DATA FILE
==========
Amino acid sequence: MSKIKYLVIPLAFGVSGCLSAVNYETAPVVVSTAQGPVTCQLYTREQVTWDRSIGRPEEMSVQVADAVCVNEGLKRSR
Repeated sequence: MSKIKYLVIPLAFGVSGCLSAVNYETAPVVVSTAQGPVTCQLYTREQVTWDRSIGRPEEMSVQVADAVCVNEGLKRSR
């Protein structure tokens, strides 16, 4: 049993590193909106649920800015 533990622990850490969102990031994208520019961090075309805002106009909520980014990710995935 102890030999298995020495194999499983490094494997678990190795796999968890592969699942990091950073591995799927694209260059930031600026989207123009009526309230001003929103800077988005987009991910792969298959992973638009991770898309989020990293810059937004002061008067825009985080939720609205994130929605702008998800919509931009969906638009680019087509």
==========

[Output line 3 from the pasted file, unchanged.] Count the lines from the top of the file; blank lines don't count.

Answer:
């Protein structure tokens, strides 16, 4: 049993590193909106649920800015 533990622990850490969102990031994208520019961090075309805002106009909520980014990710995935 102890030999298995020495194999499983490094494997678990190795796999968890592969699942990091950073591995799927694209260059930031600026989207123009009526309230001003929103800077988005987009991910792969298959992973638009991770898309989020990293810059937004002061008067825009985080939720609205994130929605702008998800919509931009969906638009680019087509």